All my wiring will be about 3 ft from electrical unless I have to cross the lines which are all at a 90 to it.
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post #6 of 14 Old 02-21-2013, 02:16 PM - Thread Starter
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I'm wanting to just prewire at the moment for the speakers. I don't plan on buying them until later. So I'm needing to know before drywall goes up.
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post #7 of 14 Old 02-22-2013, 10:04 AM
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Suggestions:
-cut wires to length
-like posted, use proper in wall wiring, Parts Express has good selection, as well as monoprice

fwiw, I ended up buying a 500' roll of 14ga/4c for my original 7.1 set-up back in 2007 , when twisted together it's 11ga, some of my runs were really long so I went with that.
I also read running the 14/4 was a little easier than the 12/2 thru many twists/etc.

are you going to run the wire thru a box or just have a hole thru the drywall?
I used a box, that was at each speaker location.

This might help you in location for the wires.

This visual from my Denon 4520CI manual, makes it easier to grasp all the 7.1/9.1/11.1 speaker layout.
11.x%2520speaker%2520layout%2520via%2520Denon%2520Manual.JPG
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post #8 of 14 Old 02-22-2013, 01:52 PM
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Hoping some one will help you with your sub cable wiring. I always thought 600 ohm shielded coax was best for audio. Looking on line, seems everyone is using 75 ohm cable for audio. Having a hard time finding 600 ohm cable on line. You always want to match impedance. But what if you are using the high level input which requires speaker wire?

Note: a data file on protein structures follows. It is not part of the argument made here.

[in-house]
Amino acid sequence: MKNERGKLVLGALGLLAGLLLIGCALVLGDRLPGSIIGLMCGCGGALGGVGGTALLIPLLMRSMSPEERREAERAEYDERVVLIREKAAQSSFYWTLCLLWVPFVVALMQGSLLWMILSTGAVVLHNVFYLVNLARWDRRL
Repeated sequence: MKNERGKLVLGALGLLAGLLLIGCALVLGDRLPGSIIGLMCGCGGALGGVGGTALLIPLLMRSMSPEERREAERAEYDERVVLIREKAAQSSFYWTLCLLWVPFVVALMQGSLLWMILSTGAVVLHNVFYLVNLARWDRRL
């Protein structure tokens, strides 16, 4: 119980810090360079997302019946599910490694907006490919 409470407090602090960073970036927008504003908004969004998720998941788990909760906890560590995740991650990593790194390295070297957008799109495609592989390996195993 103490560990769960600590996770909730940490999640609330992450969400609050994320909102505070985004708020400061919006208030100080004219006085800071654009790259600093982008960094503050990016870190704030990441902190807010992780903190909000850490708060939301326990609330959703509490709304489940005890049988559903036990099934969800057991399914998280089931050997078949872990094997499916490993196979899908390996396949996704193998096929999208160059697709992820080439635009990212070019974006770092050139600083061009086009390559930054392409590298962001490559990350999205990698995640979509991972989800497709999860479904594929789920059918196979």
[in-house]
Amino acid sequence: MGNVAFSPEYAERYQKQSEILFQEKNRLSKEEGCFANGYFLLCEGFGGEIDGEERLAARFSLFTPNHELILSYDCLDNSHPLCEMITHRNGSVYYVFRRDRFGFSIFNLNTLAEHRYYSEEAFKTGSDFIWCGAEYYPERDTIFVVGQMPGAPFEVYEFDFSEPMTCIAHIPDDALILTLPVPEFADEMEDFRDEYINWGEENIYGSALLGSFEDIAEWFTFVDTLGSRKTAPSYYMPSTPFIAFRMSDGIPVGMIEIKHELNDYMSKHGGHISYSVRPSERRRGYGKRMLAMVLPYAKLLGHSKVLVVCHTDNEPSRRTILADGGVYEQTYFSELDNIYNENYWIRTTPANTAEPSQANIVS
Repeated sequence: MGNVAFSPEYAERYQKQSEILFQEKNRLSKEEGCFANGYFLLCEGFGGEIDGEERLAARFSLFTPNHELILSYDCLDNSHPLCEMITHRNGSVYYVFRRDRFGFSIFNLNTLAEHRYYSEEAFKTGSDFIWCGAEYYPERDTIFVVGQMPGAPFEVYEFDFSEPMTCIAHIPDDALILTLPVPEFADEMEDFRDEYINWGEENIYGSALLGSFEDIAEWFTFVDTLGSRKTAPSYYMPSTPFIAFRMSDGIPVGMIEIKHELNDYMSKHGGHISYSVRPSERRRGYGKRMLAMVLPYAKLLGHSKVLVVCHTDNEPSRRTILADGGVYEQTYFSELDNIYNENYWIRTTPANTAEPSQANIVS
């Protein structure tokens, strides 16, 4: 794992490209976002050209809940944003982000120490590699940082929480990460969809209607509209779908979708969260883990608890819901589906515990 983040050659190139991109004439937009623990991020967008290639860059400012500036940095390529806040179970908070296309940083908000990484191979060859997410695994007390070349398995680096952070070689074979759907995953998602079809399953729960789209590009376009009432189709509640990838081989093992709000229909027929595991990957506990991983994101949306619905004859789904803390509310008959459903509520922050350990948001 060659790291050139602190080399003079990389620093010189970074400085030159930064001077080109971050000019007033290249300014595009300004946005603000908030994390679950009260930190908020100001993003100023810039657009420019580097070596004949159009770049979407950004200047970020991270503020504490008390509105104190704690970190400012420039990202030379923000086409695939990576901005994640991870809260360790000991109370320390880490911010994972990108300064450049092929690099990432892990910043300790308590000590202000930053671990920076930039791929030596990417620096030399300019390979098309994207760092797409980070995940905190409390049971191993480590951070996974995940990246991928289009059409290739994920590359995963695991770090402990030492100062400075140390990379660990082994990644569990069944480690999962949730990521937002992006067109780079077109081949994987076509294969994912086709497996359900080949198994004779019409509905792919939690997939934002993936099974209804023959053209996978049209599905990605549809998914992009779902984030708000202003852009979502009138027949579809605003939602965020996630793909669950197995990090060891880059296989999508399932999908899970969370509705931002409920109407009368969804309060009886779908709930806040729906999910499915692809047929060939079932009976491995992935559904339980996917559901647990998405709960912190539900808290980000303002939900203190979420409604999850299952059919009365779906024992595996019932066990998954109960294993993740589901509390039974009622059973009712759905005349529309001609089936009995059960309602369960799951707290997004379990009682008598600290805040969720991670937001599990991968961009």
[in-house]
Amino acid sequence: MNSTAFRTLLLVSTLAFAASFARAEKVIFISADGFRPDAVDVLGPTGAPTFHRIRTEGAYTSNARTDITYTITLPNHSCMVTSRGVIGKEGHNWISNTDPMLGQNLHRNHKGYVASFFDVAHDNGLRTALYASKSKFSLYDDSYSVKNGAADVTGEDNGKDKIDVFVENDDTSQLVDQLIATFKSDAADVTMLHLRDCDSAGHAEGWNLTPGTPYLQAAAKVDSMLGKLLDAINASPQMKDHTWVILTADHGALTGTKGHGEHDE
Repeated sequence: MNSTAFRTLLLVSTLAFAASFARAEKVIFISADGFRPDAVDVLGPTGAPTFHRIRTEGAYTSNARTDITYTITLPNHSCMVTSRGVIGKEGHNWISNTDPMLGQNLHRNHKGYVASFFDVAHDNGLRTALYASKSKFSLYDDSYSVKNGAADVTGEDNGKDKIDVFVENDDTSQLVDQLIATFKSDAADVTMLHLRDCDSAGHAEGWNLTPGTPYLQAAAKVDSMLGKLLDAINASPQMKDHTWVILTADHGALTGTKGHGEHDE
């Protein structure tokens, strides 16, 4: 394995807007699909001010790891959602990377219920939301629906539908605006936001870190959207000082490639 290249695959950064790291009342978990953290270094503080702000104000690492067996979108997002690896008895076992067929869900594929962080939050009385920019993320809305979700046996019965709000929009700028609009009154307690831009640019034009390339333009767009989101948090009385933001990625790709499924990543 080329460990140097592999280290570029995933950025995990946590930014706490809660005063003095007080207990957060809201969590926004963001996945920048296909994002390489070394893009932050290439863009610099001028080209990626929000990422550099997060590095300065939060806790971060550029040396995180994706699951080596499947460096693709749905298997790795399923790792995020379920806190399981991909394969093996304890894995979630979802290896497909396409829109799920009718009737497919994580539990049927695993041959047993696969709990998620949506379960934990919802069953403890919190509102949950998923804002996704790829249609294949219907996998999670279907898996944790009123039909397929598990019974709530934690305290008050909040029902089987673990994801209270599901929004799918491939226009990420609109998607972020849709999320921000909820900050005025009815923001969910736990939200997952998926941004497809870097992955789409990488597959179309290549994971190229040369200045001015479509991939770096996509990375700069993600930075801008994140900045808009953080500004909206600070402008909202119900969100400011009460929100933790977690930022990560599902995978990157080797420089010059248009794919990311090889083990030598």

(LCD - Sony KDL - XBR4) (Receiver - Sony STR-DA4ES)(Blu Ray - Oppo BDP-83) (PS3)( Dish Hopper DVR With Sling) Speakers (L & R - Paradigm Studio 20) (Center -Paradigm CC-470) (Surrounds & Back Surrounds - Paradigm SA-15R in walls) (Subwoofer 1 - Sunfire HRS-12) (Subwoofer 2 - Paradigm PW-2100)
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post #9 of 14 Old 02-22-2013, 02:14 PM
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Quote:
Originally Posted by m_vanmeter View Post

you home-run the speaker wiring to the location of the a/v electronics where they will connect to the a/v receiver or amplifier. You will also need to insure all your low voltage "in-wall" wiring meets the National Electric Code (NEC) CL2 or CL3 requirements. Use at least 14 gauge speaker wiring, or 12 gauge if the wire lengths exceed the limits in this chart http://www.roger-russell.com/wire.htm#wiretable

speaker location guide http://www.dolby.com/us/en/consumer/setup/connection-guide/home-theater-speaker-guide/index.html

even if you don't think you will need it, run CAT5e cables from the structured panel to the home theater and other major rooms (an floors) of the house. While wireless Wi-Fi is popular, for a/v use you still can't beat a hard wired CAT5e or CAT6 connection.

+1 with the addition that adding some RG-6 quad shielded CL-2 jacketed coax to the bundle can't hurt.

Wiring with the walls open is a dream. Once the dry wall is up adding wiring can be pretty painful. Wire and cable is cheap compared to the cost of installing it.
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post #10 of 14 Old 02-22-2013, 02:17 PM
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Quote: